Shyam Sunder

Shyam Sunder, Yale professor

Shyam Sunder, Ph.D., is truly a heavy hitter of an accounting theorist.  He is a tenured, full professor at Yale and is one of the very biggest names in accounting academe.  I’ve read of his work for years (his resume lists six books and over 150 refereed articles in the most highly regarded journals), and I stand in awe of his ability to get so much more out of 24 hours per day and 30 days per month than do I.   He is well respected by other professors, having served as president of the American Accounting Association (national group of accounting professors).  His brief  bio is very revealing.  It is an understatement to say that he shines much, much, much brighter on the brilliancy scale than I.

In reviewing his stance on IFRS, I will be referring to these three works (listed chronologically):

Dr. Sunder does not support the SEC decision to move the U.S to IFRS.  His points are sophisticated and are mostly outside the norm of those typically found on Internet web sites and/or newspapers.  However, I have tried to explain his work in such a way that a typical undergraduate student can understand.  I don’t think there is any reason now to be unaware of his work.


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There’s a day for everything and everybody.  HolidayInsights.com maintains a nearly exhaustive list:   Coming up are:

  • Oct. 5 World Teacher’s Day
  • Oct. 6 Come and Take It Day
  • Oct. 6 Mad Hatter Day
  • Oct. 6 Physician Assistant Day
  • Oct. 7 Bald and Free Day
  • Oct. 8 World Smile Day
  • Oct. 8 American Touch Tag Day
  • Oct. 8 Emergency Nurses Day
  • Oct. 9 Moldy Cheese Day

Moldy Cheese Day?  Bald Day?  GMAB (give me a break)!

I see days related to vocation and profession.  When is Accountant’s Day?  It is not listed at HolidayInsights.com.  Rajesh over at All About Accounting would like to know.  I’ll tell you in a couple of paragraphs.


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A  series the arguments of seven prominent opponents to the U.S. adoption of IFRS.

Shyam Sunder–IFRS Critic (Yale professor)
Charles Niemeier–IFRS Critic (PCAOB member)
Ray Ball–IFRS Critic (Chicago professor)
Ed Ketz–IFRS Critic (Penn State professor)
Tom Selling–IFRS Critic (consultant, retired Thunderbird prof)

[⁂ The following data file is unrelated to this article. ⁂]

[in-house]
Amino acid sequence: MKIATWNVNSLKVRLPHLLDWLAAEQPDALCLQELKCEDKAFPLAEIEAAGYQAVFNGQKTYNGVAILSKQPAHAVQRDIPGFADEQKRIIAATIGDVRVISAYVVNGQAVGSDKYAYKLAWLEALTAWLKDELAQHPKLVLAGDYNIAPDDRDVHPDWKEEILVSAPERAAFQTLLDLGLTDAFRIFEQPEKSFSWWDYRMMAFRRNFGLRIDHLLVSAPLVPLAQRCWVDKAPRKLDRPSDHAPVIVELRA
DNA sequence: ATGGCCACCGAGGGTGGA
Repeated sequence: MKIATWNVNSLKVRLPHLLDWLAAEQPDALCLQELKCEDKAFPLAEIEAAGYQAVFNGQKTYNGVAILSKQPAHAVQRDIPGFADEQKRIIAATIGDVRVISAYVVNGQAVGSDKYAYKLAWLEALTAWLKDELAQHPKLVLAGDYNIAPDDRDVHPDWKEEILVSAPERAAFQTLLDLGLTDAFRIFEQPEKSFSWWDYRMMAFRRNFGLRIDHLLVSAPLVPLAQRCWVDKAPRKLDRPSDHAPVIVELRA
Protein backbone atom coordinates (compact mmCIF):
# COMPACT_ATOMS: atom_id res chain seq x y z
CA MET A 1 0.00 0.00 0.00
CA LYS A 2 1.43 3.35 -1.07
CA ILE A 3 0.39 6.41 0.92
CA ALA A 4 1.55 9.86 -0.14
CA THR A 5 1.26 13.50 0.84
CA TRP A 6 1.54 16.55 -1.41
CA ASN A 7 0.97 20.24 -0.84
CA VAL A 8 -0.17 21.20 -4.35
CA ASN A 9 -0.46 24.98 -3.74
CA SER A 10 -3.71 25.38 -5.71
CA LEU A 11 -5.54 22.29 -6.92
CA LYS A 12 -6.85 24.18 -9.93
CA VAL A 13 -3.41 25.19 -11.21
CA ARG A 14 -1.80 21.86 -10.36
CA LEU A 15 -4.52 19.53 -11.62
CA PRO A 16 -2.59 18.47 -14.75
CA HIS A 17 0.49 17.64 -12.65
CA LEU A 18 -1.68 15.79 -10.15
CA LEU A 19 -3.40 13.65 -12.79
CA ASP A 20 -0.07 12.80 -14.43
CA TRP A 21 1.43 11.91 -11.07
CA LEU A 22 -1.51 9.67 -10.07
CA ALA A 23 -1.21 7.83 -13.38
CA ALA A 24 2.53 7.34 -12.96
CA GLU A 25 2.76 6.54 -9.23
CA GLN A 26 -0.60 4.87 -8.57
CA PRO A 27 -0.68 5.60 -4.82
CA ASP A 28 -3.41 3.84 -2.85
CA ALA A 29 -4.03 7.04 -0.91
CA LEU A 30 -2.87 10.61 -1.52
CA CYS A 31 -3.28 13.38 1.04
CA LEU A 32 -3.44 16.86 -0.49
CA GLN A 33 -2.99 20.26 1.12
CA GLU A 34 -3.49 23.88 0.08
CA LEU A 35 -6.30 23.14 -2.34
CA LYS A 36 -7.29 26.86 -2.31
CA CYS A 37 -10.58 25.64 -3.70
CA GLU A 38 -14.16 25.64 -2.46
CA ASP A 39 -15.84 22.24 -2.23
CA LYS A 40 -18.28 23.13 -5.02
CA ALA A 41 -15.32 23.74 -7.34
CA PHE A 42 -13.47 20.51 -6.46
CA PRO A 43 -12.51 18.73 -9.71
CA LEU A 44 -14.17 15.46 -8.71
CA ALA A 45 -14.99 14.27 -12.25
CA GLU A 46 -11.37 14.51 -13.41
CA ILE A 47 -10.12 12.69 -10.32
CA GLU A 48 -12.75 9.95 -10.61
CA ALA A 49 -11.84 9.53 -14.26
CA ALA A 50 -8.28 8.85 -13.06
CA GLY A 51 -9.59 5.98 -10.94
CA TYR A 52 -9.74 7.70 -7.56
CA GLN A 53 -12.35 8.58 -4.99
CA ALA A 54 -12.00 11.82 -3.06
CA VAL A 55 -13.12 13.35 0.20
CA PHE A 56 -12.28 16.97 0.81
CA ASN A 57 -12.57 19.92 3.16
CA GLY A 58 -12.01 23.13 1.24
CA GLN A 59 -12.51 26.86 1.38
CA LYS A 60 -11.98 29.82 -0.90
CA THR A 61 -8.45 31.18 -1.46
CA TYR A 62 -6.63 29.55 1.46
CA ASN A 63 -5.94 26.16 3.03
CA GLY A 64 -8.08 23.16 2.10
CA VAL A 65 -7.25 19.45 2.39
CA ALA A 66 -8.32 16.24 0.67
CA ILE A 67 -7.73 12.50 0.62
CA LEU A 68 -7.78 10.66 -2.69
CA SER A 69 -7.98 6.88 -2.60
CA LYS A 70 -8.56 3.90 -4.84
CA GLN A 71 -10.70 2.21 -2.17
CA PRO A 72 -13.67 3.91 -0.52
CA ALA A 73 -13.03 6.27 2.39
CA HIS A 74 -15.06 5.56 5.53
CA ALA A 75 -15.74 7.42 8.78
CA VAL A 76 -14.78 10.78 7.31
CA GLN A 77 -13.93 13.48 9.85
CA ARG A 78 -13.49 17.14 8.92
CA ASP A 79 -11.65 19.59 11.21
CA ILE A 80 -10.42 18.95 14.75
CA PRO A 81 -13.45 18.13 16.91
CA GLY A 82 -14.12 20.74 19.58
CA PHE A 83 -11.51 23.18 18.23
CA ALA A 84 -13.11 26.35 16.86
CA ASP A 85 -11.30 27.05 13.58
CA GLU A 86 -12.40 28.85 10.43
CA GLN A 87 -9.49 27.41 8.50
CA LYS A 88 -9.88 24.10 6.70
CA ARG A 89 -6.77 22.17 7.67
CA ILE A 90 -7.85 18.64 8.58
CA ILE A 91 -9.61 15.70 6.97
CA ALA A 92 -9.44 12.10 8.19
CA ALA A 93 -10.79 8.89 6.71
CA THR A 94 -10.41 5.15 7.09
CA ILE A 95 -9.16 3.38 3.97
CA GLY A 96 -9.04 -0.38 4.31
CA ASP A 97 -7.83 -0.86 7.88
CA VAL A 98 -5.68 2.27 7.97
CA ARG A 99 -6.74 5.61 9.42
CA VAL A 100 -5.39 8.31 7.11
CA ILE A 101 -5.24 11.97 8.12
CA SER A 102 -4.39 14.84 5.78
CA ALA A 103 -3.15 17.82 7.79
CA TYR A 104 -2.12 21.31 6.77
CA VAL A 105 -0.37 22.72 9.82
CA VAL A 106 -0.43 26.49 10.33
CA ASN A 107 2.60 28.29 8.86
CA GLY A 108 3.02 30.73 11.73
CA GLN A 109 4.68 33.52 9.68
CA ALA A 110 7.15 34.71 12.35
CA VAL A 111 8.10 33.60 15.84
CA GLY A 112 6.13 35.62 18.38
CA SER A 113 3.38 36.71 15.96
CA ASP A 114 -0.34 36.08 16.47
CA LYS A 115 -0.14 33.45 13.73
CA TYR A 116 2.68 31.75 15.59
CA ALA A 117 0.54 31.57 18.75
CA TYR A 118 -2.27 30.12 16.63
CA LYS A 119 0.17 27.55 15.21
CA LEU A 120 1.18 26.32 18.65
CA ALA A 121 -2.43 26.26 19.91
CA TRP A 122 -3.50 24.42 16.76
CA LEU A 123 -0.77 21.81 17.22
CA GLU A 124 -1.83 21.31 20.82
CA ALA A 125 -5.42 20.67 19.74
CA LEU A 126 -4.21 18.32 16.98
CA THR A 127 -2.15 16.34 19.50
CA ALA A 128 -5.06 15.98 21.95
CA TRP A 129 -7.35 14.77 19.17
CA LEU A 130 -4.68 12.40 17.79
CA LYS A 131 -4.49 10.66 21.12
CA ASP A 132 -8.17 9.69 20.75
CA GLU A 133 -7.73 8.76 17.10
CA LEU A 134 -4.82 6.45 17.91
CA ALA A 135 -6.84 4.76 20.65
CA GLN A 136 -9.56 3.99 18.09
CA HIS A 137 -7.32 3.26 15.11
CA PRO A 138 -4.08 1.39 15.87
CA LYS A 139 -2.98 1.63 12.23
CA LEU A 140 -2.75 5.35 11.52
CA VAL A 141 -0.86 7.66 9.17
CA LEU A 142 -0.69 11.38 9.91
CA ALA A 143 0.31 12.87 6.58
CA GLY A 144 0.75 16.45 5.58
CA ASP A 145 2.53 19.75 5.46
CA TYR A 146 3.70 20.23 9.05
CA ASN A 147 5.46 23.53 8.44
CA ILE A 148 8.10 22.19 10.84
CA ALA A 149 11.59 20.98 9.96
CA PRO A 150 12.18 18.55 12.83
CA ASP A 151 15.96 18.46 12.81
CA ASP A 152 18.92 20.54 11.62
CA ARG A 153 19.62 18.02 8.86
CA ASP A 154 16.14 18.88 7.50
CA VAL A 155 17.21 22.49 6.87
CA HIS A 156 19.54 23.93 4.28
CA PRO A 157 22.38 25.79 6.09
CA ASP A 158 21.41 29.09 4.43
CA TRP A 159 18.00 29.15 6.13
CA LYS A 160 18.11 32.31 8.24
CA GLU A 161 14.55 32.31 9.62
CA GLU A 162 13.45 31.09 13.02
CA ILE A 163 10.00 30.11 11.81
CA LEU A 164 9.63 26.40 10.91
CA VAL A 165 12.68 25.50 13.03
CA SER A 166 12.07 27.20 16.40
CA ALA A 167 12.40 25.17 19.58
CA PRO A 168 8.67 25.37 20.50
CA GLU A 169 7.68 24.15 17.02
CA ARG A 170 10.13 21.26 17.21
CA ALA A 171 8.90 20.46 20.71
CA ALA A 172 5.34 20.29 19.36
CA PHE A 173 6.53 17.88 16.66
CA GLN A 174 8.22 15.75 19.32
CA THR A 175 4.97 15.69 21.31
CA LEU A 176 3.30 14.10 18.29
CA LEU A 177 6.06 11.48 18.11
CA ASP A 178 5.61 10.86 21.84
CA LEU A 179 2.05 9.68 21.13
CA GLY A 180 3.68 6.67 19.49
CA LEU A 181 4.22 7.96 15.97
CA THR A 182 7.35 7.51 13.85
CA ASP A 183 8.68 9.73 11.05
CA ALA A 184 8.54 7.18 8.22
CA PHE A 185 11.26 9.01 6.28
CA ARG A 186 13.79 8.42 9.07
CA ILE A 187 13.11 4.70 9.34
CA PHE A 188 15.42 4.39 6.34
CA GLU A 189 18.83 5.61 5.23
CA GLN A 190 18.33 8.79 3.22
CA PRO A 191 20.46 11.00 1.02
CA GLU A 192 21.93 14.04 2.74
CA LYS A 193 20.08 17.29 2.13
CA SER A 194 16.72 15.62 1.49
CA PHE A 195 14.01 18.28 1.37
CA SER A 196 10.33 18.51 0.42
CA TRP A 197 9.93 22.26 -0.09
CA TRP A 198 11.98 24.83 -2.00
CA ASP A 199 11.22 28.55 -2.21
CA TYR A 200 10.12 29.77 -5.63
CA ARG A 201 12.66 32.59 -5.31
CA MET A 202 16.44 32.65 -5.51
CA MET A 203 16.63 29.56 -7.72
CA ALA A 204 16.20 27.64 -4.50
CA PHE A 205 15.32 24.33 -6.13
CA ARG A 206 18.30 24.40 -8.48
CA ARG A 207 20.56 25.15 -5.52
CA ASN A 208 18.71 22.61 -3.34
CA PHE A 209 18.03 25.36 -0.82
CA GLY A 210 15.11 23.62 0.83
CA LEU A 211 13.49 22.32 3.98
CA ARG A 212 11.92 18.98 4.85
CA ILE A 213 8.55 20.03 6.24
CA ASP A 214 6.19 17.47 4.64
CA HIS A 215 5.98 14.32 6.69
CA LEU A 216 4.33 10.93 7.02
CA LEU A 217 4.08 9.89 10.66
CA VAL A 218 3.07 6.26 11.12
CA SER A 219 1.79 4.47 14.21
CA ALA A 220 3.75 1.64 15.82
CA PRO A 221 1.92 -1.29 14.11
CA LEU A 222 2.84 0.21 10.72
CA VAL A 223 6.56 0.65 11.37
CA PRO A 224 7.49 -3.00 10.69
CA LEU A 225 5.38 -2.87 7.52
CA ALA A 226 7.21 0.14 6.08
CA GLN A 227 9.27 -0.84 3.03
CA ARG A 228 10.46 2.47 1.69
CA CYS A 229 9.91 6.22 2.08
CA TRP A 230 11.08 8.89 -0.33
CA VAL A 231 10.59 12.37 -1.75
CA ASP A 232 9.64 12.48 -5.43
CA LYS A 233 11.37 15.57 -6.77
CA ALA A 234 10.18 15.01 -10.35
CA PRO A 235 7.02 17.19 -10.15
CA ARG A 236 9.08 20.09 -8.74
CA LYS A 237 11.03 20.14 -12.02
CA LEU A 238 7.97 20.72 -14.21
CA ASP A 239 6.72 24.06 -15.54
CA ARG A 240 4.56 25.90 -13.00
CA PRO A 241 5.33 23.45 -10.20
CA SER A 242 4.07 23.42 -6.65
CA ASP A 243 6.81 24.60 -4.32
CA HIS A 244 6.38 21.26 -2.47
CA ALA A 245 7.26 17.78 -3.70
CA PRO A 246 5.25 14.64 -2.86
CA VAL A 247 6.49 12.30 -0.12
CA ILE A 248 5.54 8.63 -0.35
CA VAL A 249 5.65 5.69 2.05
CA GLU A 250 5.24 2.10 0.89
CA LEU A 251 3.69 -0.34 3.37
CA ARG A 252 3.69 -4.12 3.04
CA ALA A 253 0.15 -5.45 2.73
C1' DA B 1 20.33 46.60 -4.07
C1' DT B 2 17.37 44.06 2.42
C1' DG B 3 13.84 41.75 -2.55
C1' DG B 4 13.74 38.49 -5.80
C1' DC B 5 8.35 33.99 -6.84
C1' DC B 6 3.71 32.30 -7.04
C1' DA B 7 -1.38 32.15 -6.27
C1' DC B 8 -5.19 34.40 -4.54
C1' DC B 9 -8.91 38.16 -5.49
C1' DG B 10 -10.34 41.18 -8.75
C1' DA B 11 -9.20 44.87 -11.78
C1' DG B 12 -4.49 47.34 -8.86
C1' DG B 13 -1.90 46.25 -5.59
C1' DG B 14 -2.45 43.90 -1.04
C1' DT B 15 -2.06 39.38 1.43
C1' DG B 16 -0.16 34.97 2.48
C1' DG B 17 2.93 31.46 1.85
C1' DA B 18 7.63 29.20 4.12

Bob Jensen–IFRS Critic (Trinity professor, emeritus)
David Albrecht–IFRS Critic (Concordia professor, was of Bowling Green)

Yet to write:  Comprehensive argument for IFRS in the USA

Yet to write:  Comprehensive argument against IFRS in the USA

Yet to write: Comparing and Evaluating Both Sides of the IFRS Issue

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Next week on The Summa

Another long week.  Currently, I’m grading a grand total of 1,016 exam questions offered up by 130 students (and only 20% complete), so all serious blog articles will be put off.   The next posts out will be from the following topics:

  1. “Accounting Professors Who Blog,”  In some academic areas, it is almost mandatory for professors to blog (i.e., Law).  Why is it then that there are only nine blogs by accounting professors, and only six of those are American.  I can’t get to all of the things I’d like to read about.
  2. A review of Niemeier’s keynote address to the NYSSCPA conference on PCAOB.  He was kind enough to send it to me.  Eventually, I’ll try to put together all points made by the six principal critics of IFRS in the USA.
  3. A review of two pieces by Cara Patterson of the NYSSCPA e-zine Trusted Professional,
  4. An article in which I examine the original dream of IFRS and the nightmare it has become.
  5. General thoughts on my job search.  If you have a need for an accounting professor, please e-mail me at albrecht@profalbrecht.com
  6. I have not even weighed in on Congress’s intent to have the final say on fair value accounting (and the implications of this for IFRS).  I can’t imagine any more devastating turn of events for IFRS than to have Congress get involved in tinkering with individual accounting rules.

If you would like for me to  consider additional topics, please e-mail me or leave a comment at the bottom of this post.

I appreciate that readership is up to about 150 on the days I add an article, and about 75 on the off days.  If you like this blog, then please pass the word.

Over and out – – David Albrecht

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Have you ever heard that a good accountant is a credit to the accounting profession?  I prefer to think that a good accountant is a debit to the accounting profession.

These images are for those needing a smile.   I’m using royalty free images from Broderbund and my own warped sense of humor.  My renditions are not in the public domain.

Over and out – – David Albrecht

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I am finding the IFRS v. GAAP thing to be absolutely fascinating.

After a lot of study, I have come to think of it as four separate topics.